Don Mahoney is Vice President and Global Head of Chemicals, Industry Business Solutions at SAP. He is responsible for ensuring superior customer return on IT investment while driving profitable growth in SAP’s solution portfolio for the global chemical industry.

Digital Transformation Enables Agility In Chemical Industry

Stefan Guertzgen

In a volatile industry such as chemicals, the nimblest organizations prosper the most. Recent research from McKinsey and Company shows that those companies that frequently and strategically reallocate resources across businesses in response to changing conditions easily outperform those that don’t. The companies with the most frequent reallocations had a CAGR of 10.8 percent, with thos that reallocated the least had a CAGR of only a 2.5 percent.

The analysis spanned 23 years—from 1990 to 2013—and showed that companies that started the period with similar prospects had markedly different values at the end of the study, with the most frequent allocators having a market capitalization 6 times higher than the least frequent allocators. In addition, frequent allocators had a 30 percent higher chance of remaining independent in addition to better total return to shareholders.

Companies generally react to changes in market conditions rather than anticipate changes, so reaction time is critical to a successful reallocation strategy. When the shale-gas boom began in 2009, it took even the fastest companies two to three years to react. However, the companies with the fastest reaction times were able to pivot their strategy and reallocate resources to take advantage of the change in the situation. The fastest companies were able to begin building the required infrastructure well ahead of their less nimble counterparts, enabling them to lock down a lower cost structure that provided a significant margin advantage.

While companies must still take basic steps to clarify their business strategy, new technology has enabled a digital transformation that supports both rapid analysis of complex situations and the ability to quickly align budgets to strategy.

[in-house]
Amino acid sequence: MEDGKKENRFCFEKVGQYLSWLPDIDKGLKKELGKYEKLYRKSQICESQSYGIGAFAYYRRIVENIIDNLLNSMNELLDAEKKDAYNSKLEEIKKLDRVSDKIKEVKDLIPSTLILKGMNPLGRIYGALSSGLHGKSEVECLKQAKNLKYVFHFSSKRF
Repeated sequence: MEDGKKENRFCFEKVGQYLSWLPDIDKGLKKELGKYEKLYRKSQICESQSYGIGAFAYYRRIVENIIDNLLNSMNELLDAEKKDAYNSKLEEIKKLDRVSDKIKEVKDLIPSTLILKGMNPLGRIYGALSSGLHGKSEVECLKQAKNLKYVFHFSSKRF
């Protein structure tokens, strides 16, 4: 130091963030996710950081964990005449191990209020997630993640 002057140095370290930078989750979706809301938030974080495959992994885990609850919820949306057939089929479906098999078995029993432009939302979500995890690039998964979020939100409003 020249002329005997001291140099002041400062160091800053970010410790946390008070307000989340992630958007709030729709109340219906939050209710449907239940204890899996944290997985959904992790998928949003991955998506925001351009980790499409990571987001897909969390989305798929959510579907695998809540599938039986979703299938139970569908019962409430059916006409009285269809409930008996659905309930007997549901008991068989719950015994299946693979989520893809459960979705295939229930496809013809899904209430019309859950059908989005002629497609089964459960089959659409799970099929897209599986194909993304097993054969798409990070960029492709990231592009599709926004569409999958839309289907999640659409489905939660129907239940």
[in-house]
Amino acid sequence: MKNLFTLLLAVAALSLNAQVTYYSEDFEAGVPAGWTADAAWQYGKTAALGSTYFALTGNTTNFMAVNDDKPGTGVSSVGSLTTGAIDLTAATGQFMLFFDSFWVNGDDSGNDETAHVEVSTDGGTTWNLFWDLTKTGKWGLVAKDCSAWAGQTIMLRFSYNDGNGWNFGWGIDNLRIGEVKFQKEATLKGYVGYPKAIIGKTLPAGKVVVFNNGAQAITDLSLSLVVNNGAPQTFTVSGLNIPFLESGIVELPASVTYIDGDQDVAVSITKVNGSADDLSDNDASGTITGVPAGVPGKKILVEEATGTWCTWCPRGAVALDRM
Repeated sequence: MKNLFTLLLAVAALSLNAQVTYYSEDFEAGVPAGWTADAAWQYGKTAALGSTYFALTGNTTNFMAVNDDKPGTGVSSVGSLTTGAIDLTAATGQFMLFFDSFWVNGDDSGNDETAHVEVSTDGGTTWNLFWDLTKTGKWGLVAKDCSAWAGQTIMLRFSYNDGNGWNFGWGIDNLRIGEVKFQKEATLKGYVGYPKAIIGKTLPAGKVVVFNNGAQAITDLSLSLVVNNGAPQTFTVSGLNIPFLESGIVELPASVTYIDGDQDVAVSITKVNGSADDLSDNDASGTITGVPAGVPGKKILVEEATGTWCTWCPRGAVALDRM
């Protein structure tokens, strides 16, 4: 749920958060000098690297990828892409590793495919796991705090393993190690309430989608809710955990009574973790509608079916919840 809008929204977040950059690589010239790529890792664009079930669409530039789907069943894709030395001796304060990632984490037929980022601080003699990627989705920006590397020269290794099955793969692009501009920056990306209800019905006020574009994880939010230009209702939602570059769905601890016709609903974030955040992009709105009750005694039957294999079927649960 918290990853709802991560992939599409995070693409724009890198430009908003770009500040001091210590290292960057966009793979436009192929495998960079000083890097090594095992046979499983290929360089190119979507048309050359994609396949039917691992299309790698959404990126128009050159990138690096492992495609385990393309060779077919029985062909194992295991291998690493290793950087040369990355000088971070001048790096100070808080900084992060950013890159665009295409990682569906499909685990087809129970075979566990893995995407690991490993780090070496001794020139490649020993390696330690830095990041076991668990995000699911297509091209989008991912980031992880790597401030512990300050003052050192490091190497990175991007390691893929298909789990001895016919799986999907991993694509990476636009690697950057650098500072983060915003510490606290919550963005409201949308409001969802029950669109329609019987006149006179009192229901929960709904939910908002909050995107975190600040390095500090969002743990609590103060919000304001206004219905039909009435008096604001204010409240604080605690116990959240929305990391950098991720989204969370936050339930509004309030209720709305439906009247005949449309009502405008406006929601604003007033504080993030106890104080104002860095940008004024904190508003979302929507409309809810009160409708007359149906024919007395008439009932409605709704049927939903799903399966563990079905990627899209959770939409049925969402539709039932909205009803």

A successful business strategy should act as a road map to the company’s goals—covering at least five years, and including investment priorities and targeting business and portfolio composition. With this idea in mind, companies can use Big Data and in-memory analytics to combine large volumes of disparate data from multiple sources to provide insight in real time. The companies that undergo this digital transformation soonest will have an advantage over their less-agile competitors. As a result, they will be able to quickly move resources and reallocate budgets and priorities so that projects and businesses with the greatest growth potential receive the greatest share of the available resources.

This digital transformation enables rapid analysis and implementation of such strategies, driving enhanced business processes and creating fully empowered workforces that are able to make informed decisions at anytime, anywhere, and at any appropriate level.

Establishing the underlying foundation of real-time, in-memory analytics, flexible and adaptable business processes, and a culture attuned to digital transformation of business will help enable companies in the chemicals industry to quickly take advantage of business opportunities that reduce costs, return shareholder value, and increase competitiveness. Those companies that fail to adopt the tools for digital transformation will find themselves lagging their competitors in operational efficiency and every meaningful financial metric, while those that embrace it will prosper.

Start your journey now! Learn more about the value digital transformation brings to your company, and establish the right platform and road map for transition.

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About Stefan Guertzgen

Dr. Stefan Guertzgen works for 7 years as Global Director for Industry Solution Marketing Chemicals at SAP. Prior to this assignment he has worked for 11 years in the chemical Industry (Chemtura) in various positions comprising R&D, Global Business Development, Sales and Business Process Management, and Sales & Operations Planning. In addition, he has 7 years experience in Presales and Management Consulting for the process industry (AspenTech, AT Kearney, and SAP Business Consulting) with focus on business operations. Join him in conversation @SGgaw29c or on @SAPIndustries .